Thursday, October 9, 2014


Our Father, who art in Heaven, thank you for inspiring me not to strangle the ever living shit out of the retarded gauger who came aboard this morning. Amen.

 First off, I woke up kinda shittily. There's a light swell here, and it's making the hawsers scream, so part of my mind, while I was sleeping, was gauging the strain on the lines. Strange that I can do that, but I can, and it's not super-restful, but better than a stick in the eye.

 Second, we were 4 hours late in finishing a cargo load, because the terminal we were loading at is full of 100-year old proud union members who do their utmost to pass any work off to the next watch, whether watch change is 30 minutes away or 6 hours away, they'll go to great lengths to sit around and complain on the radio while not working, which is great fun when you're screaming for them to shut down the flow of oil, but the radio won't transmit because they're arguing passionately about getting subs or burgers for lunch.

     The real shit frosting on this turd cake was the gauger.

 When you load oil, often the charterer, receiver, or your own interest will behoove someone to hire an inspector to gauge the volume. An inspector is a 3rd party who witnesses and prepares reports based on he and one of the crew going around and physically measuring the volume of oil in the tanks. This provides and official, documented measurement of the volume on board.

 Except today, the charterer's chosen inspection company sent the fucking B squad.

 I had just rolled out of the bunk, and grumpily gotten my shit together, and was sitting outside when the inspector starts rattling away. I semi-impolitely said that I had just woken up, and don't talk much when groggy, and wasn't on watch yet... you know, sort of politely asking the man to voluntarily fuck off. He missed that cue, I guess, so I walked back inside.

 When I was awake, and on watch a little later, having finished loading, finally, the gauger went to great pains to tell me that we did not load the proper volume of cargo. This is day 1 stuff. Once I confirmed that I had, in fact, loaded the proper volume, I went over the series of calculations that his computer carried out, and compared numbers. His numbers matched mine, yet he insisted that we loaded the wrong volume. Long story short, as he sat there chewing his cud, looking stupid on a professional basis, I realized that the guy had no fucking idea what he was doing. OK, I'm mildly sympathetic, he's a fill-in... but he's an official representative, and ultimately failing to sway him that he was making a mistake somewhere, my patience wore thin, and I suggested that if he couldn't figure out how to do his job, then I needed to get someone else who could.
 I've made calculation errors before. I understand it happens. Computers are utilitarian. Put in a bad number, you get bad results... but what you don't get, normally, is someone who is paid to be a legal representative who has no fucking idea how to do what he's being paid to do, and further, who has no interest in figuring out where he's fucking up.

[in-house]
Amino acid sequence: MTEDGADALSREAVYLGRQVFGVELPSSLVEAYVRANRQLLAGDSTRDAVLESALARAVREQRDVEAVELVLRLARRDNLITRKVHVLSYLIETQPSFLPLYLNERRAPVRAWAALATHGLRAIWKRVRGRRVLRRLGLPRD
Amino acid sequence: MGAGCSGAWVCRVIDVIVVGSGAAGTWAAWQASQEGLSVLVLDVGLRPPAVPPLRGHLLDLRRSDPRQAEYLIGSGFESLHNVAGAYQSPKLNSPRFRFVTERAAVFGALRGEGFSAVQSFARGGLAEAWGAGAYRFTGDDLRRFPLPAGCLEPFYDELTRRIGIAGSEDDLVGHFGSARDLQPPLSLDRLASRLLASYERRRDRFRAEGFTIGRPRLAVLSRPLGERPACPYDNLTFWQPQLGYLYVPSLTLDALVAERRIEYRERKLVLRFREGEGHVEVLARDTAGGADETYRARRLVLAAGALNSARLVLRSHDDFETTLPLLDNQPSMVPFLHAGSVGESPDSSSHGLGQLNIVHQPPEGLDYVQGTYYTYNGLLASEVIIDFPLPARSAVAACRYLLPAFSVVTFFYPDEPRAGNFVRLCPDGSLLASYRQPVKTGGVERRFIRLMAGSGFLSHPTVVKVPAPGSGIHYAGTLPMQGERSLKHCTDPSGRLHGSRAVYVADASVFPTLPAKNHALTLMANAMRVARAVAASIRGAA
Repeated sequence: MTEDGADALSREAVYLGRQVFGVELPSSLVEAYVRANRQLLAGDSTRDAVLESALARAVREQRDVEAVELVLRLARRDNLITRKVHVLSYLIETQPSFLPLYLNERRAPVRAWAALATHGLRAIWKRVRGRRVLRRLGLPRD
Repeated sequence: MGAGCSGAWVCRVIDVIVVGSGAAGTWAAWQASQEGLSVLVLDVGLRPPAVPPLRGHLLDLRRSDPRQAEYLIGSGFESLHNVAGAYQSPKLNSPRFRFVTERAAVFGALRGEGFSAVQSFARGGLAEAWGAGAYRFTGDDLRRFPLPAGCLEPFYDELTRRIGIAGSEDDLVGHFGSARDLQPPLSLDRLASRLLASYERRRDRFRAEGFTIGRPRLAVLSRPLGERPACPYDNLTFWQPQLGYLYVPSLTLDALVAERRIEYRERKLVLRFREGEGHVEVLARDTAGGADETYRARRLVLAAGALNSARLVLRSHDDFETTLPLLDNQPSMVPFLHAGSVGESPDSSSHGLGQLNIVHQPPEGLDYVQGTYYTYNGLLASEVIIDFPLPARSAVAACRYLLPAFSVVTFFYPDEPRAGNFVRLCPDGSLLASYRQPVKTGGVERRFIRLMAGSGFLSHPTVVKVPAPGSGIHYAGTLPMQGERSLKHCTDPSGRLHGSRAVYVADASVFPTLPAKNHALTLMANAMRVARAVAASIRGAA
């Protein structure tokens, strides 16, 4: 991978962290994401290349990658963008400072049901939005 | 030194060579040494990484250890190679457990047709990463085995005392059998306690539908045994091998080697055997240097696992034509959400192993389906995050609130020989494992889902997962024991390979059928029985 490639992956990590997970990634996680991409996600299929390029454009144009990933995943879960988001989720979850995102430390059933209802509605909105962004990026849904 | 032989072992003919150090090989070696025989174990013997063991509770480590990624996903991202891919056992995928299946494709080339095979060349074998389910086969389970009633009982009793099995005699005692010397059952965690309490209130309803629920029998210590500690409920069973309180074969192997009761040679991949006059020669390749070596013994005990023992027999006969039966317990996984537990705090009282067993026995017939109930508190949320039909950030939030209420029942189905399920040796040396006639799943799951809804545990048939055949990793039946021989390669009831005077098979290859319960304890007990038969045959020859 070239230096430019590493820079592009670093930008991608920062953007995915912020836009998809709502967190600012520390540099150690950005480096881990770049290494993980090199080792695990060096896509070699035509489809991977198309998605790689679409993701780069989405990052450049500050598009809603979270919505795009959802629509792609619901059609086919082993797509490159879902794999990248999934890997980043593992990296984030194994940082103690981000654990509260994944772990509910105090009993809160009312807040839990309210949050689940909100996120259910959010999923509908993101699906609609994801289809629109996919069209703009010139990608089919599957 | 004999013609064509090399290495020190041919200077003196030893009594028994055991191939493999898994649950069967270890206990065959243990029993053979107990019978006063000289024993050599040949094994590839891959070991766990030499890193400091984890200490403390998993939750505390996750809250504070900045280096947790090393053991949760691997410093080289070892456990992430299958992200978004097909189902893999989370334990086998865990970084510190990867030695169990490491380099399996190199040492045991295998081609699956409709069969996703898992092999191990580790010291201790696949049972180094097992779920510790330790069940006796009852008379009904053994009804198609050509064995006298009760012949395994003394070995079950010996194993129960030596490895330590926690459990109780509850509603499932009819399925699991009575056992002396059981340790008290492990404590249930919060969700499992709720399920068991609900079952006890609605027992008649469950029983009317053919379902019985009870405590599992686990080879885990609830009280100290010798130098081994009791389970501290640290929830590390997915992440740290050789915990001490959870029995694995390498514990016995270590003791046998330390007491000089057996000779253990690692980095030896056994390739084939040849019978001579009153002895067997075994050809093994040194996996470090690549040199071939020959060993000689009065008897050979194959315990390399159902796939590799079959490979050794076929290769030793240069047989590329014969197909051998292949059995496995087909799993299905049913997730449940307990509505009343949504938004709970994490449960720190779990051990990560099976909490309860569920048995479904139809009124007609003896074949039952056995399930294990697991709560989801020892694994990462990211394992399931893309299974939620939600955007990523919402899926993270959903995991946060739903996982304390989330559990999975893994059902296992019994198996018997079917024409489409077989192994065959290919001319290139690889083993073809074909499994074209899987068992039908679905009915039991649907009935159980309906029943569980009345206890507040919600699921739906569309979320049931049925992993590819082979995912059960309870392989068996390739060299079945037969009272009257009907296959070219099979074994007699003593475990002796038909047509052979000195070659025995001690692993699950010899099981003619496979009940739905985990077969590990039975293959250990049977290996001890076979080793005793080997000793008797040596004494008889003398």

So that was fun. After I regained a little patience, we eventually resolved the issue. I was correct in figuring out where he made a mistake. No problem, really, except for lost time and a little ill-will.

 And then he hands me a Letter of Protest.

 A Letter of Protest happens when there's a dispute between the parties involved in a ship's charter. Whether it's cargo, damage claim, whatever, a Letter of Protest is how you document your take on what happened, and your understanding of the facts. It's a tool for documenting dispute... and the guy who is MY hired representative to document how much oil we've loaded, is documenting a dispute with his own customer. This was a first for everyone. When I called my own shoreside contact to ask for advice and see if, fact, this was the Rapture (which is only slightly less likely than a self-inflicted Letter of Protest), the ultra-polite person who I was speaking to said only "Well, that's retarded."

 So I accepted his insane letter. I just want the fucking guy gone, and not to come back. I saved his bacon, in finding and fixing his fuckup despite his best efforts, and was rewarded with a Letter of Protest over a point of minutia. We parted on polite terms. The most harsh thing I said was "I can't say that you represented the charterer's interest here. Bye. "

 At any rate, this has been my morning so far. On the upside, I'm pretty sure it will get better from here, and this drives home the idea that I really belong out here. I can't abide willful incompetence. When it takes more effort to continue to be wrong, as opposed to finding a way forward, I get apoplectic. It's a nice, sunny day, and I suppose I shouldn't let little shit become the screen door on my submarine. 


Stackz O Magz said...

I deal with inspectors too in the Valve world. I have met some ridiculous asshole inspectors who want you to buy their approvals outright and I've met some inspectors who truly know their shit and do their jobs on an incredible level. How you can help a guy out with doing his job and then him turn right around and shit on you blows my mind. Your control factor is something to behold. Teach us the way great one. I'd have lost it I think.

Dave H said...

I wonder how many inspectors like that are at the bottom of the harbor.

jcg004 said...

kill em with kindness.
i too have to deal with a incompetent surveyors. luckily you are dealing with survey that is measurable. hang in there and take care.

Anonymous said...

enough about assholes. if your company hired him, it is easy enough for them to deal with the problem.

On a more interesting note, you might appreciate this piece on the Maersk Triple E: